The summer is about to heat up, but with a little bit of effort and good decision-making it can be safe and fun for you and the Earth!
When the temperature starts to soar in the springtime, so do volunteer opportunities in your community. Chances are, there are a few green causes to which you can lend your time! And if you volunteer not for a green cause, but for something that still helps people, that’s great too. Good deeds are good deeds. And you can always green up any group effort by encouraging others to minimize waste, carpool, etc.
I know what I’ll be doing: Playing board games, reading a book, or just talking with friends by candlelight. Anything that doesn’t involve electricity between 8:30 and 9:30. Why? It’s Earth Hour!
Since 2007, households all over the world have turned off their electricity for one hour in a show of support for climate change awareness. It began in Sydney, Australia, but soon spread to the rest of the world. Last year, Earth Hour grew to include hundreds of millions of people across 135 countries.
So how do you participate? It’s easy: When 8:30 p.m. rolls around, your local time, just turn off the lights and unplug most everything that uses electricity. TVs, computers, and alarm clocks are easy. Light some candles and entertain yourself however you see fit from 8:30 to 9:30 p.m. And you’re done! Hopefully it’ll inspire you to try and save energy during other hours of your life, too.
(Word to the wise: You could be an overachiever and unplug your refrigerator, but think about how much juice it’s going to take to get it back to the correct temperature after an hour. My advice is to leave the fridge plugged in during Earth Hour, because all your energy savings will be negated when it has to work extra hard to get back to the correct temperature.)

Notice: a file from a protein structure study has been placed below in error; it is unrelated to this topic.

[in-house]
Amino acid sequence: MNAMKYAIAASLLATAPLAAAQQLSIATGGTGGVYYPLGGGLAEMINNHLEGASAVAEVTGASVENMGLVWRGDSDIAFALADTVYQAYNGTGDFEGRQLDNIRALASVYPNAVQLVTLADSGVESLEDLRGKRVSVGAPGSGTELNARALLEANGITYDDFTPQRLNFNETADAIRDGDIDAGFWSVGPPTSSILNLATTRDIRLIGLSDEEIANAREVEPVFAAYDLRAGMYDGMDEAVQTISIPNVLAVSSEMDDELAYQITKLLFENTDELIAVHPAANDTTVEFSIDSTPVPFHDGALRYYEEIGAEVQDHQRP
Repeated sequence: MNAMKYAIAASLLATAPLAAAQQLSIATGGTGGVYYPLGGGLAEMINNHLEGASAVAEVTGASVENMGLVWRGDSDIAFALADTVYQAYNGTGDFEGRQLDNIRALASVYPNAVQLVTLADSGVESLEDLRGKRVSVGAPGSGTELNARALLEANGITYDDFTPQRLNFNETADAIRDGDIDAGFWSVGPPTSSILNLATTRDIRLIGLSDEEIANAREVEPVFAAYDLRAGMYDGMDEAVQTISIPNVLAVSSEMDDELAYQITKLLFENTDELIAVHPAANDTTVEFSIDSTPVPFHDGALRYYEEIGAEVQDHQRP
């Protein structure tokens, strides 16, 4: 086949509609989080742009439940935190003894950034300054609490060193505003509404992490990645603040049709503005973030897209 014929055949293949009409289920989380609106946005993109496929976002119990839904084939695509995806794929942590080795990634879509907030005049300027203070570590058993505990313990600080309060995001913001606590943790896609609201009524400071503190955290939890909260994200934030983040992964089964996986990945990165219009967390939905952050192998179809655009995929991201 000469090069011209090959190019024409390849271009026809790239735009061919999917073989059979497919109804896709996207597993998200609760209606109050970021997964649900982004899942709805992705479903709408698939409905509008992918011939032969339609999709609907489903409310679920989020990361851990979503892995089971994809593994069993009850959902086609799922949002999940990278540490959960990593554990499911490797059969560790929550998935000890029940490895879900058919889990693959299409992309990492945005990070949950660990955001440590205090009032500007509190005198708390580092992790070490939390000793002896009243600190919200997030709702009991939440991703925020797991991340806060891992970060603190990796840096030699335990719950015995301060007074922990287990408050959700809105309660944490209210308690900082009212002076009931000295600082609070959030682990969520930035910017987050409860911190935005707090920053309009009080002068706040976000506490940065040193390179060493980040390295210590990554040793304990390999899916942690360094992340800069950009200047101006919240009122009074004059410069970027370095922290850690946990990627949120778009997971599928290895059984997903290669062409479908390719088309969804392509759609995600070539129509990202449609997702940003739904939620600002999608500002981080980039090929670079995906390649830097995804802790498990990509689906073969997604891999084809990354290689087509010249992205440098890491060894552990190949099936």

The Earth Hour site has all sorts of inspiring stories, photos and videos of people all over the world showing their support for the environment. There are also many ways to get involved with the Earth Hour movement aside from turning off the lights for an hour. The movement has grown so big that many famous landmarks turn off their lights to show support, including the Eiffel Tower, the Empire State Building, the Burj Khalifa, the Leaning Tower of Pisa, and the Sydney Opera House.
Have you observed Earth Hour before? What did you do to entertain yourself in the dark?
As a law student, I’m constantly on the go. Running back and forth between classes, the library and trying to squeeze in some time at the gym burns energy faster than you might think. Most days I pick up food on the go at local restaurants and fortunately, here in Chicago, we have some great ones that offer healthy, energizing options.
Visiting all these different spots has shown me that there’s a lot of competition in the city and running a restaurant can prove challenging. But if you were to advertise your restaurant as “green and healthy” this might attract those who support local eateries and green businesses.